A little panic leads to a fun diversion. Today we are asking a hypothetical question.
There I was, sitting in a movie theater, as I do almost every Friday, waiting for the seemingly endless line of trailers to end so we could move on to the main feature. Turns out the movie itself wasn’t worth the wait, but I’ll leave the review for another day and instead discuss the thought that came to mind just before the credits roll. opening. Did I leave my stove on?
I won’t leave you hanging. In fact, I had remembered to turn off my stove (or more accurately my George Foreman grill) before I left the house to go to the movies. So, it was just a passing terror that ended up making a lot of noise for nothing. But, nevertheless, my mind went to work on contingency plans just in case the worst turned out to be true.
Years ago, my former manager had his house burnt down in an accidental fire. And ever since then, I’ve had this nagging panic that it could happen at any time. As my house holds my most prized possessions, living and otherwise, it logically also houses a lot of photo equipment that I have acquired over the years. Fortunately, I am insured until the end. Of course, given that I’ve been a professional photographer for two decades, you can imagine that I’ve acquired quite a bit of gear over the years that needs to be insured. So as my gear closet grew, so did my policy coverage. I need certain equipment to stay in business. And, if something catastrophic were to happen, I should be in good enough shape to recover with the help of any insurance payout.
All of this was running through my head as I sat in the hall, suffering from the sudden panic of wondering if I had left the stove on. Like I said, I pretty quickly confirmed that I didn’t make that particular mistake. But then panic sparked curiosity when I started to wonder if I actually needed to repurchase my entire closet, what parts of my current collection would I repurchase immediately? And what pieces of equipment could I allow to be confined to memory?
As I watched another trailer, I managed to turn the anxiety into a fun little game in my head. So I thought I’d share the results of my game with you. Fair warning, these selections are very particular to my personal use case. So your list could be completely different. Also, I’ve limited my list to items I already own. I couldn’t choose objects of desire that I would like to own. So I couldn’t make an Arri Alexa 35 magically appear on my font. And since I don’t own every photo and video equipment ever made, this list only applies to items covered by my current policy. So, with that out of the way, let the games begin.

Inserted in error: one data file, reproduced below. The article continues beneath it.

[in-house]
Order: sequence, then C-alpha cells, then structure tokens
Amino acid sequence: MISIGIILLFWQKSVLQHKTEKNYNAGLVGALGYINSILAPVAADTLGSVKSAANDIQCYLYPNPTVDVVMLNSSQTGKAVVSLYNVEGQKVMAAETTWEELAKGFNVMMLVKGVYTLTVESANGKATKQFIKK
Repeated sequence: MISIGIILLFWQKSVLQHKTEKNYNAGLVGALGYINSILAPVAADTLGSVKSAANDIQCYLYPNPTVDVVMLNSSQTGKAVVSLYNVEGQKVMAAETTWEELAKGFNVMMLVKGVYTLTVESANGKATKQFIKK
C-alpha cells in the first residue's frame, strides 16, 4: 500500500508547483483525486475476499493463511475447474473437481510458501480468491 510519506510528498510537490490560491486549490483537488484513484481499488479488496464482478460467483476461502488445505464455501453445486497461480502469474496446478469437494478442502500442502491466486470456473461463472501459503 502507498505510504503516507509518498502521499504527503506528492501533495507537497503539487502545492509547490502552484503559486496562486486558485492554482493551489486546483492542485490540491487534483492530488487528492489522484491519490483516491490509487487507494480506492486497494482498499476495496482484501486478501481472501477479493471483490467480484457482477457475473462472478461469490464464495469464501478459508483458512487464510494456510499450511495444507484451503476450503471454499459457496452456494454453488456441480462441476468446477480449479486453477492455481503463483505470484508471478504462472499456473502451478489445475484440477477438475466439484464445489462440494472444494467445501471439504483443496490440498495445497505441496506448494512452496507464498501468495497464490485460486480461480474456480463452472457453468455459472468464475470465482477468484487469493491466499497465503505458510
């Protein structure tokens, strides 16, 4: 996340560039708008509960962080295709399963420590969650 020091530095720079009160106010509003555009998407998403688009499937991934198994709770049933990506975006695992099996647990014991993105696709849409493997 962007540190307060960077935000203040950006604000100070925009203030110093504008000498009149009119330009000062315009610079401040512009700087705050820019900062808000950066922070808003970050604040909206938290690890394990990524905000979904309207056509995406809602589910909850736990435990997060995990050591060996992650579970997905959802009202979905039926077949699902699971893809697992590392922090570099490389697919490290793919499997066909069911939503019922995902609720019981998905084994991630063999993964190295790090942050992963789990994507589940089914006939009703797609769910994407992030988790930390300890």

The most recent purchase to do list. It’s hard to be a photographer without a camera. And, eight months later, the Z 9 turned out to be the best camera I’ve ever owned. So much so that I have two. I don’t always have identical backup bodies. But, in this case, it’s pretty clear that the camera can do 100% of what I need. So practically, it makes sense to have two identical ones for efficiency. There’s very little it can’t do, which makes it a great choice to prepare myself for future client needs.
Profoto B10 Plus
I could put the original B10 here. In fact, I haven’t used it anymore. But that’s probably because I’ve had it longer. I have a whole series of Profoto lights. It’s gotten to the point where I don’t buy anything else for strobes anymore. They have become such an integral part of my still production workflow that mixing brands is neither necessary nor practical for me. I have several models, both battery powered and AC powered. And, honestly, I would probably buy them all again. But, for the sake of brevity, and because it’s slightly more powerful than the B10, I’ll choose the B10 Plus as the first one I’d repurchase. It is battery powered and small. So it is easy to use when running and shooting. But, it can also be plugged in and is powerful enough to use on most indoor or studio shoots. While I have larger D2s, which provide higher output and shorter flash duration, and smaller units like the A10s, the B10 Plus wins this particular thought experiment simply because it’s the tool that most often comes out of the bag.
Apurture NOVA P300c RGBWW LED Panel
What the B10 Plus is to my stills workflow, the Apurture NOVA P300c is to my video workflow. Even more than the stills, the lights that are pulled from the truck for film production are very scene-specific. So there’s no such thing as a fixture that’s right for every environment. But, like the B10 Plus, the P300cs are welcome because they’re the lights I use most often.